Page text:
It is almost silent. There is the air outside, that vague sound, but it is low, quieter than the buzz in my ears. My fingers tap and stop. I adjust myself, scrape my shoe along the floor. I think. The city could be dead. It is empty in my head. The sirens are broken, the streets deserted. There is nothing out there. I am alone. The apocalypse has been. The noise of everything else is only in my head.I am in a forest, and now a desert, and now in space, where I have always been, destined for another place, waiting to get there, so that I might find a place to be quiet again and write about that, alone in the silence, the air, the world reduced to the buzzing in my ears.
Okay, it’s been a pretty windy day, rainy too…but I don’t think that qualifies as the world coming to end. And so…now what? We went through the seven stages of accepting this world’s end, and the planet’s still here. What are we going to do now? There are so many battles remaining to fight: getting rid of guns, taxing fairly, bringing peace to Syria, Congo, Palestine, Afghanistan, dealing with our collapsing planet, being honest and decent to one another. I mean, really, are we up for this? Or is to be same old same old? I would like to suggest some things to get us on the right track. Not only is Sufjan Stevens’ voice delicate; so are his words. Listen to Seven Swans.And will I be a part of what you’ve made?/ And I am throwing all my thoughts away./ And I’m destroying every bet I’ve made/ And I am joining all my thoughts to you/ And I’m preparing every part for you
The Partridge Family: Season One is worth watching too. Yes,The Partridge Family. No one gives better moral advice than Shirley Jones. People aren’t as different as we think. We may have different beliefs, but we’re all pretty much alike.
Fyodor Dostoevsky’s The Brothers Karamazov is a fascinating examination of free will and morals, and it’s only 796 pages.You’ve got the time. Love children especially, for they too are sinless like the angels; they live to soften and purify our hearts and, as it were, to guide us.
And finally, if you’re in New York this week, think about attending Yoko Ono’s Imagine Peace event in Times Square. It is on every night 11:47-12:00 midnight until December 30.What better way to spend the apocalypse?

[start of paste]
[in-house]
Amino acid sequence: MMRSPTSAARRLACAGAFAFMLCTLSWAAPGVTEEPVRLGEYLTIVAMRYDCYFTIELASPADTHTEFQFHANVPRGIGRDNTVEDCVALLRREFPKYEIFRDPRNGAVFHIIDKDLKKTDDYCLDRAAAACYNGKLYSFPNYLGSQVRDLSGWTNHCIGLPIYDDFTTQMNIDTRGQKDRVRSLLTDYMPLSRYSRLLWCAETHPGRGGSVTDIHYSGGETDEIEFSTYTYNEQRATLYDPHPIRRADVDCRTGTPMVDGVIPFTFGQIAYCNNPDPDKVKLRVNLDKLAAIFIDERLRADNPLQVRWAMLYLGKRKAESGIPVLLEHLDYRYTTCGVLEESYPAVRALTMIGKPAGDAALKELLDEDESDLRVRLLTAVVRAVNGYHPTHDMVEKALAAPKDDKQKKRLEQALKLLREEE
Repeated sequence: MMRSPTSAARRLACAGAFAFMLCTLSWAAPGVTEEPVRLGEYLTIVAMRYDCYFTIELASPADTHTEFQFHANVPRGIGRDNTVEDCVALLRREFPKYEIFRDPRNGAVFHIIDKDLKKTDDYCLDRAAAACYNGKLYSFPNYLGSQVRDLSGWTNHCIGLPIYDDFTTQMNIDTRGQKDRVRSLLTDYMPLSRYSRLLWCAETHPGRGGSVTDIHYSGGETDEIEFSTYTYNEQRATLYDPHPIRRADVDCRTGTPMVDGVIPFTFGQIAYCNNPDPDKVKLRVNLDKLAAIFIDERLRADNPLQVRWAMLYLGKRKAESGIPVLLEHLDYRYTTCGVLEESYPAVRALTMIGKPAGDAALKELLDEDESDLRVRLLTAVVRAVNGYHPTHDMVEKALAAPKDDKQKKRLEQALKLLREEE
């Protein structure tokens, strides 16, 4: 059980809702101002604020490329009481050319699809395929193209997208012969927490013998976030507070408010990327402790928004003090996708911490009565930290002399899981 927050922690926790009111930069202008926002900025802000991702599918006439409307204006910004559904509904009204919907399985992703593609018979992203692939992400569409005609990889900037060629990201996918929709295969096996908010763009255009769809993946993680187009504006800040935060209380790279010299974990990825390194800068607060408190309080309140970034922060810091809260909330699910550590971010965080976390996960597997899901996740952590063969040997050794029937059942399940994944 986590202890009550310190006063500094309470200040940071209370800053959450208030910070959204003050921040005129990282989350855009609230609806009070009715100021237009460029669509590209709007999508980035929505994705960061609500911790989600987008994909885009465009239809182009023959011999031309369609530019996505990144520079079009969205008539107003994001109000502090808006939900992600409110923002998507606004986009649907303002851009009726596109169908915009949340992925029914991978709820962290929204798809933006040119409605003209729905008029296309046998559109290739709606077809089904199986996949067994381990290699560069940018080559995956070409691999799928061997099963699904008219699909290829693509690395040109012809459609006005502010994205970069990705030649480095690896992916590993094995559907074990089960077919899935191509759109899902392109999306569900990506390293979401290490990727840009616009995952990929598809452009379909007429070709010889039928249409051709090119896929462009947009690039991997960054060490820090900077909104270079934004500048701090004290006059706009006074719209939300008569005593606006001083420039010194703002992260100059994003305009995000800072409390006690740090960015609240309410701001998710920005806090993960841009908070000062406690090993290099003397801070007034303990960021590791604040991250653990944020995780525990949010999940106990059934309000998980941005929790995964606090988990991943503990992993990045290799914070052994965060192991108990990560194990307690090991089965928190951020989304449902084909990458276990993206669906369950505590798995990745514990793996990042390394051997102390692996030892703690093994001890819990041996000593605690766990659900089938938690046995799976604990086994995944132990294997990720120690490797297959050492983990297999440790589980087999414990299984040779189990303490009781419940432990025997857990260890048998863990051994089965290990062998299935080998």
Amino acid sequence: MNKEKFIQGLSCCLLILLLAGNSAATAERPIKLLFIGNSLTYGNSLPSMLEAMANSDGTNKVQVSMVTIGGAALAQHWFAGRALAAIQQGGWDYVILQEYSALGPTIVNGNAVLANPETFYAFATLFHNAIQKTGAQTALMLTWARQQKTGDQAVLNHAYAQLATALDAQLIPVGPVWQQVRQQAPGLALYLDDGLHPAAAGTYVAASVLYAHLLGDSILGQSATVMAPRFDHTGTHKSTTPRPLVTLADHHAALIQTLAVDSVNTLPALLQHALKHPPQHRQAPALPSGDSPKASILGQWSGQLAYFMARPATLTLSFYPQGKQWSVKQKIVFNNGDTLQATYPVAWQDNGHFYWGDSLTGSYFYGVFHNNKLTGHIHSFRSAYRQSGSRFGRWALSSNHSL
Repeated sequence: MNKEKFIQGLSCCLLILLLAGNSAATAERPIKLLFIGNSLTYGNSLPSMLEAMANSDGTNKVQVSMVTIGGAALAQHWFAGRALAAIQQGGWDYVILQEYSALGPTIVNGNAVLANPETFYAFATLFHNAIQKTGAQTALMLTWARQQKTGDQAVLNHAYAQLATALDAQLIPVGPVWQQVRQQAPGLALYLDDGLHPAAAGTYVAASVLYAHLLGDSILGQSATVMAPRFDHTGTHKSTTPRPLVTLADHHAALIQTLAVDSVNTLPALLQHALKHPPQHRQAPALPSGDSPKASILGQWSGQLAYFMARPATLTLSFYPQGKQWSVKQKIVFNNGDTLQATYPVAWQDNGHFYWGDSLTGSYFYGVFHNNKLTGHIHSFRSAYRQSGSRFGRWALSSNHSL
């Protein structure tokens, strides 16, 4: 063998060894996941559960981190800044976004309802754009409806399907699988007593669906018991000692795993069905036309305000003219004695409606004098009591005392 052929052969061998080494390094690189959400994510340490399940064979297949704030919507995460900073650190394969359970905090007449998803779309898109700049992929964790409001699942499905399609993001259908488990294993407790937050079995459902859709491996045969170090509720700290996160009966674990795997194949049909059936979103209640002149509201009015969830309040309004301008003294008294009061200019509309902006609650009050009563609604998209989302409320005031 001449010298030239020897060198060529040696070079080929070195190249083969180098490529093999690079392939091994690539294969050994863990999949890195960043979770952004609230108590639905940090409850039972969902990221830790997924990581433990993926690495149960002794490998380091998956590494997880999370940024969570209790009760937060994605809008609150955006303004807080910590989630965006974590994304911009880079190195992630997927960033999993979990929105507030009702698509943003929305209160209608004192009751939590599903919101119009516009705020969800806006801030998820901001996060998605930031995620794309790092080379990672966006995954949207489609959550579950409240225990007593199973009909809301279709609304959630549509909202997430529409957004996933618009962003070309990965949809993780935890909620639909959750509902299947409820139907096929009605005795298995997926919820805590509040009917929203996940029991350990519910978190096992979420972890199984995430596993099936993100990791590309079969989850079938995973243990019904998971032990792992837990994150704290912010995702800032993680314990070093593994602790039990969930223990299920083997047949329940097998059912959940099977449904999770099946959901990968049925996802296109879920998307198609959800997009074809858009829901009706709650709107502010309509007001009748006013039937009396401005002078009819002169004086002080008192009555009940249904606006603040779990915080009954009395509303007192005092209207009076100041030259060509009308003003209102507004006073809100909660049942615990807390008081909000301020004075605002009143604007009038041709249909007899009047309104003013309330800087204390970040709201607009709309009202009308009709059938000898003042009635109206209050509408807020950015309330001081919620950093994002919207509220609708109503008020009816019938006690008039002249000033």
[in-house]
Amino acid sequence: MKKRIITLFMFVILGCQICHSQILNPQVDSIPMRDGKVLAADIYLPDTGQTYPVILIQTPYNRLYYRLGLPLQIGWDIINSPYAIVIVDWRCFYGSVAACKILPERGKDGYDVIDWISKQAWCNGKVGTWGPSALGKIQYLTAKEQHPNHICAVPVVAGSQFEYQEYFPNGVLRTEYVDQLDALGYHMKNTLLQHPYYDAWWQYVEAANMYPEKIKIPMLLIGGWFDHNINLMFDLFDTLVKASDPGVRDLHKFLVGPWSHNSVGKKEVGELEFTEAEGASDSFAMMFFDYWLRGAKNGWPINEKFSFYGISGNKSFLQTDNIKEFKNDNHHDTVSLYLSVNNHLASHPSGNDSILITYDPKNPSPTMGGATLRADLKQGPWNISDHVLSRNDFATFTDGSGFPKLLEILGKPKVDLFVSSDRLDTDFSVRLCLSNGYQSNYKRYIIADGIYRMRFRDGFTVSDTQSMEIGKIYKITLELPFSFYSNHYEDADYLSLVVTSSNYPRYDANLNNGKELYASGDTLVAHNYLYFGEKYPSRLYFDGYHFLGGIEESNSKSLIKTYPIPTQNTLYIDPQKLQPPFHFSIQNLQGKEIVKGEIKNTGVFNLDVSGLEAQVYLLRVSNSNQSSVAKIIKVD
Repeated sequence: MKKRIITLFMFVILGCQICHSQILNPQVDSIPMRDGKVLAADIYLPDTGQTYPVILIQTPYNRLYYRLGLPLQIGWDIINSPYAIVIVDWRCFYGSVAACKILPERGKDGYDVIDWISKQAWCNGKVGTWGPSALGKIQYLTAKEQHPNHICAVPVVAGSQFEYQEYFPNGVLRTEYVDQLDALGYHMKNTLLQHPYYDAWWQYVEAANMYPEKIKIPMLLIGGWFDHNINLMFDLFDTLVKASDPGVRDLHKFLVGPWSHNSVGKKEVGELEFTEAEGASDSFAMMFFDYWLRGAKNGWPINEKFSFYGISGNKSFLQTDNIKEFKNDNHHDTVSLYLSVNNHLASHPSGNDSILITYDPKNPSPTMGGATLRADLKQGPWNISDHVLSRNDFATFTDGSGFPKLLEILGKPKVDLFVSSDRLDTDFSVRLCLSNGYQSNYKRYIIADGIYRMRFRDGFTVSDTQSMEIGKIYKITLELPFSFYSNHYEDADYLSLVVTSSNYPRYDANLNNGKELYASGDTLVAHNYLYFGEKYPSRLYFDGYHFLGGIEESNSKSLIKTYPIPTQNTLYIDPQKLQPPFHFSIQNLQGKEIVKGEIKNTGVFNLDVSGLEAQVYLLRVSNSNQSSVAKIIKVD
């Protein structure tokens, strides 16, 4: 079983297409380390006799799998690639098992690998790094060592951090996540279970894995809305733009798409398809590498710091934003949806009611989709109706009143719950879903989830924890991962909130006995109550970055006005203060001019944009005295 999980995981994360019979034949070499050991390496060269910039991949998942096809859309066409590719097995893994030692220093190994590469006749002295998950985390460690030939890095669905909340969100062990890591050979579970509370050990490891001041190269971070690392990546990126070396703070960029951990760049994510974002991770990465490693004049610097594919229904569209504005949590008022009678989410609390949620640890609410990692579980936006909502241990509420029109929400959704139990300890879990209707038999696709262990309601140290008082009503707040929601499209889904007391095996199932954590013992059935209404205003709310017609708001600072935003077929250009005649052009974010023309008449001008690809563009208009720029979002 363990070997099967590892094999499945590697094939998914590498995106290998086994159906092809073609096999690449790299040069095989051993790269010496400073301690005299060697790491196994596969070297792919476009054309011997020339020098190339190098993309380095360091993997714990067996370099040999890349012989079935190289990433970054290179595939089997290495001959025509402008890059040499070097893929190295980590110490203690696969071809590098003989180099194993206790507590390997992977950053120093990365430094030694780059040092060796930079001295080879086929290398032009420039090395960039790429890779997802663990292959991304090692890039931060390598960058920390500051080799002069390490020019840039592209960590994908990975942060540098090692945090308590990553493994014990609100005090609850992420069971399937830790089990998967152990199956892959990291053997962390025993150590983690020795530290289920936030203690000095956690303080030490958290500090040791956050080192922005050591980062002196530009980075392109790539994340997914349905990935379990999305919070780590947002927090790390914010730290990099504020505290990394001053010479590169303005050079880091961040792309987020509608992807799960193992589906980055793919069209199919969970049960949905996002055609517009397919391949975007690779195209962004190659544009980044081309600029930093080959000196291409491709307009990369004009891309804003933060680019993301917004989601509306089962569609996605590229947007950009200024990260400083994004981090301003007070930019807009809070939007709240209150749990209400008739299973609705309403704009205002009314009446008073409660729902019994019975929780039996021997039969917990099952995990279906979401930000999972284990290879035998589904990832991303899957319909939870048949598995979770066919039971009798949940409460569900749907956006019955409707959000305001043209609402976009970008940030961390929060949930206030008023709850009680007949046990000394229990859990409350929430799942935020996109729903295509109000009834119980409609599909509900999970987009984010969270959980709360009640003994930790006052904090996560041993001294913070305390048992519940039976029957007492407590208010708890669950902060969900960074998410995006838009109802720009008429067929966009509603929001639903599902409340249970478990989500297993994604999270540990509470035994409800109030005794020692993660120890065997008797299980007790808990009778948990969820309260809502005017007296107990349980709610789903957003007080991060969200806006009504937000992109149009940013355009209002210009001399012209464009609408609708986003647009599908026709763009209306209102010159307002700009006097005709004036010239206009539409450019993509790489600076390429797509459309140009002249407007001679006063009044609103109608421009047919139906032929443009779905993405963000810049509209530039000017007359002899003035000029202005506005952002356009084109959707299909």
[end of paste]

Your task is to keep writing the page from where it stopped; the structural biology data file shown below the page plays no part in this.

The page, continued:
Whether it’s to come by holocaust, super-storm, bio-plague or sheer boredom, Mr. Mayan has predicted that our world is to end in exactly one week: December 21, 2012. While the prediction is dubious at best, the exercise of what you might do if this actually were the case, is interesting. You’ve got a week. Now what? Starting today – and using the seven stages of grief – I offer my Survival Guide to the End of the World.
Today is easy. It’s all about SHOCK & DENIAL.You don’t have to do anything really.You’re numb and can deny the reality of this in order to avoid the pain. Shock provides emotional protection from being overwhelmed all at once. This may last for weeks…but you only have the day. Anyway, you just need to deny what’s coming up. Nothing more.
First of all, I recommend some music. A long and involved listening to the Grateful Dead’s Dick’s Picks Volume 16, Filmore 11/8/69 is ideal. No need to think. Just relax your mind and go with it. After this, you might consider watching the film, Superbad (Greg Mottola). It’s so excellent because it’s so stupid, one of the most genius dumb-ass films ever made. And, if you are able focus yourself for any time, try and read Joseph Heller’s Catch 22. Everyone’s in denial throughout the story; nothing is as it should be. And that’s good, right? And finally, you should do something different. Maybe juggle or kayak. Have your fortune read– Oh, maybe not that. I’m going to see a new band: Grizzly Bear. And maybe I’ll take a pedi-cab after that. Arggh! (That’s a Grizzly roar.)